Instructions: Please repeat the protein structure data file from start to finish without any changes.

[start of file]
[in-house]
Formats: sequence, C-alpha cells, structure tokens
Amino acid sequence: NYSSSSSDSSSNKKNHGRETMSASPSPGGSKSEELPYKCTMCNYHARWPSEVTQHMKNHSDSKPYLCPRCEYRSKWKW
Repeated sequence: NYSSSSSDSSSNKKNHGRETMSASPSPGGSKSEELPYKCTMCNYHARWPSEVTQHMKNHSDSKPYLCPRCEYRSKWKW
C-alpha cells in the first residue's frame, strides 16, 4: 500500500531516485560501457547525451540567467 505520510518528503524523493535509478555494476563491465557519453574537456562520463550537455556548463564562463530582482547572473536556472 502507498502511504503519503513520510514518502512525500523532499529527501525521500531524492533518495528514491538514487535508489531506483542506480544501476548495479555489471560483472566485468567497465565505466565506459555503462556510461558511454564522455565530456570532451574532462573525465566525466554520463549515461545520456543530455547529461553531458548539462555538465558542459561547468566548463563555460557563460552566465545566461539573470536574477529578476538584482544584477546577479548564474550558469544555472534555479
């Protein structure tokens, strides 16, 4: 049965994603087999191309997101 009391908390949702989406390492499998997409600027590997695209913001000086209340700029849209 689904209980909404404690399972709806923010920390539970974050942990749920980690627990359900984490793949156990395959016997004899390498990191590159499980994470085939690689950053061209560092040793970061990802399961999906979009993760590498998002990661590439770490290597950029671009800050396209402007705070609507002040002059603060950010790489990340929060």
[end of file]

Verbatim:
[in-house]
Formats: sequence, C-alpha cells, structure tokens
Amino acid sequence: NYSSSSSDSSSNKKNHGRETMSASPSPGGSKSEELPYKCTMCNYHARWPSEVTQHMKNHSDSKPYLCPRCEYRSKWKW
Repeated sequence: NYSSSSSDSSSNKKNHGRETMSASPSPGGSKSEELPYKCTMCNYHARWPSEVTQHMKNHSDSKPYLCPRCEYRSKWKW
C-alpha cells in the first residue's frame, strides 16, 4: 500500500531516485560501457547525451540567467 505520510518528503524523493535509478555494476563491465557519453574537456562520463550537455556548463564562463530582482547572473536556472 502507498502511504503519503513520510514518502512525500523532499529527501525521500531524492533518495528514491538514487535508489531506483542506480544501476548495479555489471560483472566485468567497465565505466565506459555503462556510461558511454564522455565530456570532451574532462573525465566525466554520463549515461545520456543530455547529461553531458548539462555538465558542459561547468566548463563555460557563460552566465545566461539573470536574477529578476538584482544584477546577479548564474550558469544555472534555479
């Protein structure tokens, strides 16, 4: 049965994603087999191309997101 009391908390949702989406390492499998997409600027590997695209913001000086209340700029849209 689904209980909404404690399972709806923010920390539970974050942990749920980690627990359900984490793949156990395959016997004899390498990191590159499980994470085939690689950053061209560092040793970061990802399961999906979009993760590498998002990661590439770490290597950029671009800050396209402007705070609507002040002059603060950010790489990340929060």